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'Without BSP-like working culture, political power for the Dalitbahujans would be a dream! An illusion!' - Karthik Navayan

Karthik Navayan, young lawyer, human rights activist, Dalit writer and poet, shares his insights on how Dalitbahujans can work towards attaining political power in an interview with Telugu News channel TV 1. 

  

Interviewer: Karthik Navayan, who tried to raise Dalitbahujans consciousness through his poetry and writing, is now with us. We'll discuss what needs to be done to achieve political/state power for the Dalitbahujans with him. Karthik garu, you've written many articles, essays etc on this subject. What was the inspiration for your writing?

Karthik: Ours is the largest democracy in the world. The SCs, STs, BCs and the minorities together constitute 85% of the country's population while the upper castes are around 15%. When we come to our state, we have not seen a BC Chief Minister until now. When we look at the nation as a whole, we haven't seen a BC Prime Minister until now. Look at our misfortune: when Deve Gowda became the Prime Minister, he was brought down within a short time. The lack of opportunities for the SC/ST/BC leadership in the executive and administrative structure of the country... The failure to gain their trust through utilizing their energies and talents-- I think this is the cause of the continued existence of poverty, deprivation, injustice and corruption in this country.

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From Limca Books to Forbes Magazine

by Nilesh Kumar

Ideology of Bahujan Samaj Party is "Social Transformation and Economic Emancipation" of the "Bahujan Samaj" which comprises of the Scheduled Castes (SCs), Scheduled Tribes (STs), Other Backward Classes (OBCs) and the Religious Minorities such as Sikhs, Muslims, Christians, Parsis and Buddhists. Reason for including all these classes is because they all were, in some way or the other, the victims of the Brahmnical system in the Country since last 1000 of years, under which they have been vanquished, trampled and forced to languish in all spheres of life. They were deprived of all those human rights which had been secured for the upper caste Hindus under the age old "Brahminical System".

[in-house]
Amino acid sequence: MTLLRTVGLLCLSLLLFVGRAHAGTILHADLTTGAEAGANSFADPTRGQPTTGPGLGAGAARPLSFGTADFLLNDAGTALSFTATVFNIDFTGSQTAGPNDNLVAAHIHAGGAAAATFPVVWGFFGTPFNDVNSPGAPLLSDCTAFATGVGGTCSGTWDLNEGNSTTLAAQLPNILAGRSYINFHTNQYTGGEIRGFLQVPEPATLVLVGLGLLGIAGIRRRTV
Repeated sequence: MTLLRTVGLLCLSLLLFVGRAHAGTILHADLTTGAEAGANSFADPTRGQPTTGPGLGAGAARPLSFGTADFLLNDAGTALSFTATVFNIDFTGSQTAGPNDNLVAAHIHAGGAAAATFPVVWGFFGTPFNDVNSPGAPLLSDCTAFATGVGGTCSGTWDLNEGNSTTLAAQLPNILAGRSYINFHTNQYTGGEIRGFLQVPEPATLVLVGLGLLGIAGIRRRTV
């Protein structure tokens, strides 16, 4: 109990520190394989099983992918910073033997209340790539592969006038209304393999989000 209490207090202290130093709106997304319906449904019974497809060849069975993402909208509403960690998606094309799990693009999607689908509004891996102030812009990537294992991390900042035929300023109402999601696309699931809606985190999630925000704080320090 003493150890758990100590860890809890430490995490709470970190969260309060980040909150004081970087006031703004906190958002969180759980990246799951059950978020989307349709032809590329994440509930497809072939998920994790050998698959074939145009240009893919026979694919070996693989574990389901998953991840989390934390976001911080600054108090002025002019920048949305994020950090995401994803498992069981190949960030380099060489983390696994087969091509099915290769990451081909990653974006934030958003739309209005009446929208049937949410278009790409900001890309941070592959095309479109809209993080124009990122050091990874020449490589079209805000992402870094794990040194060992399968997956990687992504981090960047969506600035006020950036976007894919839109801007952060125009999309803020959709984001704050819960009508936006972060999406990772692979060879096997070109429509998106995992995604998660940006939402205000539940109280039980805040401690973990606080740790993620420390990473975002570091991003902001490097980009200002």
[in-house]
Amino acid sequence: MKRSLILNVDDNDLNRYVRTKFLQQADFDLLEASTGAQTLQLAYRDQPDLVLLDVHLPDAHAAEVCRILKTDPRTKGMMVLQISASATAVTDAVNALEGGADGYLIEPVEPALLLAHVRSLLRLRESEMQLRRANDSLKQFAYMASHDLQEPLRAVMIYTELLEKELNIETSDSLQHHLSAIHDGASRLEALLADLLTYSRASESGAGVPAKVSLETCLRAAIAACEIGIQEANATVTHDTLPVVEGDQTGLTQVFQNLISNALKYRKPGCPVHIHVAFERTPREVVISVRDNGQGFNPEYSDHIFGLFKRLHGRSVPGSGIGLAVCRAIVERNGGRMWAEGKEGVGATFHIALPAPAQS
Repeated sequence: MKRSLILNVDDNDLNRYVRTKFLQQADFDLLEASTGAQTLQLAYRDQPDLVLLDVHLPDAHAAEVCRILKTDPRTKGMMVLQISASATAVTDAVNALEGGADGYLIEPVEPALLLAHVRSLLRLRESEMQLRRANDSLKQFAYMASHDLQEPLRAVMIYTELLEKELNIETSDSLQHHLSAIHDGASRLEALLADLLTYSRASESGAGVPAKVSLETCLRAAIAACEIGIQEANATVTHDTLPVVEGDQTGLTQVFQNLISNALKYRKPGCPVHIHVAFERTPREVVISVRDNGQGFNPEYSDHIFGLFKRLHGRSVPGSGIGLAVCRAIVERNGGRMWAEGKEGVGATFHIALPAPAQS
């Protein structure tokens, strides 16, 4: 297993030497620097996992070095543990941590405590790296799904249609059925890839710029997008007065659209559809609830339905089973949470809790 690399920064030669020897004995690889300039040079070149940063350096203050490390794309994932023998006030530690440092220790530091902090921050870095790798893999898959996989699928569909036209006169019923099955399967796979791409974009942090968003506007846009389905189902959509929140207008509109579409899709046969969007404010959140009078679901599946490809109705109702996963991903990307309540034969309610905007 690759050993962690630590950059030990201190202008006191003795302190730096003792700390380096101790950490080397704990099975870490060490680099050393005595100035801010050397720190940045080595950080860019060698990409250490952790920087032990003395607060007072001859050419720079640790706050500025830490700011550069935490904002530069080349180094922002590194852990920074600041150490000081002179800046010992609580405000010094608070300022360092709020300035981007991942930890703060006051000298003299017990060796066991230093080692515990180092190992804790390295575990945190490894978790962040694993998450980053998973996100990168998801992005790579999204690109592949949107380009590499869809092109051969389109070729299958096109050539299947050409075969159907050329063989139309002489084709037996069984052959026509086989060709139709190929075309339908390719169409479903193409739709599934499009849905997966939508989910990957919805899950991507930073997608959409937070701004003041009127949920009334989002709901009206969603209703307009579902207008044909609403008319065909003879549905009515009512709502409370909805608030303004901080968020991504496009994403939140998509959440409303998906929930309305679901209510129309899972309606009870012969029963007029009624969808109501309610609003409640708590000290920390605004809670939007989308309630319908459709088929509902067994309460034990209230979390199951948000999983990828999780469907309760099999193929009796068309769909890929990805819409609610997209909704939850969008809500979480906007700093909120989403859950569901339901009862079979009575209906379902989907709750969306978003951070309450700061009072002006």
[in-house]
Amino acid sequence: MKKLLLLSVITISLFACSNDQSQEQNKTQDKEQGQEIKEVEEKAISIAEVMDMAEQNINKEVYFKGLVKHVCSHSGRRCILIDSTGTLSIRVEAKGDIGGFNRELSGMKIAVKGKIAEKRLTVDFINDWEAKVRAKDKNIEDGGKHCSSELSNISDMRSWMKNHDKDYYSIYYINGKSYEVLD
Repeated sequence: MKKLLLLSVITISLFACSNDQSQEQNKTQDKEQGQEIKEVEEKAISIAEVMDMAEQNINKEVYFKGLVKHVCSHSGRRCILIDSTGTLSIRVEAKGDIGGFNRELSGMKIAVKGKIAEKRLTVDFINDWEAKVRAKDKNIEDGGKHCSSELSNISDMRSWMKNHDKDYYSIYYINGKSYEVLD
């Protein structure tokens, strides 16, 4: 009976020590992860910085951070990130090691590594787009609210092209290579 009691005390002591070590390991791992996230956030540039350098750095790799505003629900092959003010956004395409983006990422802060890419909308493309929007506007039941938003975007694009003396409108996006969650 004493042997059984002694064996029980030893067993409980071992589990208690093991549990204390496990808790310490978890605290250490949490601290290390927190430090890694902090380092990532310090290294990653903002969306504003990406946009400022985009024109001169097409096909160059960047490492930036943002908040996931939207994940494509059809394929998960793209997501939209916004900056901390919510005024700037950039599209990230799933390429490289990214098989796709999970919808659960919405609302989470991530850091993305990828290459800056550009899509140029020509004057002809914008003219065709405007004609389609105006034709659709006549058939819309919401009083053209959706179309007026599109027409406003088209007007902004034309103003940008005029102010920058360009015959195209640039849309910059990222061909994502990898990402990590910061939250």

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Mayawati, statues and three types of 'political' Indians

-- Bodhi DSR ( via Anoop Kumar)

There are three types of ‘political Indians at this juncture in history - 

- the politically sophisticated, 

- the politically unsophisticated

- and the politically apolitical. 

Each of these ‘tribes’ have their own take on the statues built by Mayawati. 

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An Open Letter to Dr. Udit Raj

 

by Khalid Anis Ansari

 

This is a response to Dr. Udit Raj’s (President, Indian Justice Party) note "Rather Upper Castes are nearer to Muslim than Dalits (untouchables)". For the convenience of readers the full text of the note has been reproduced at the end of this letter.
 
[I]
 
Dear Dr. Udit Raj,
 
 
Many greetings!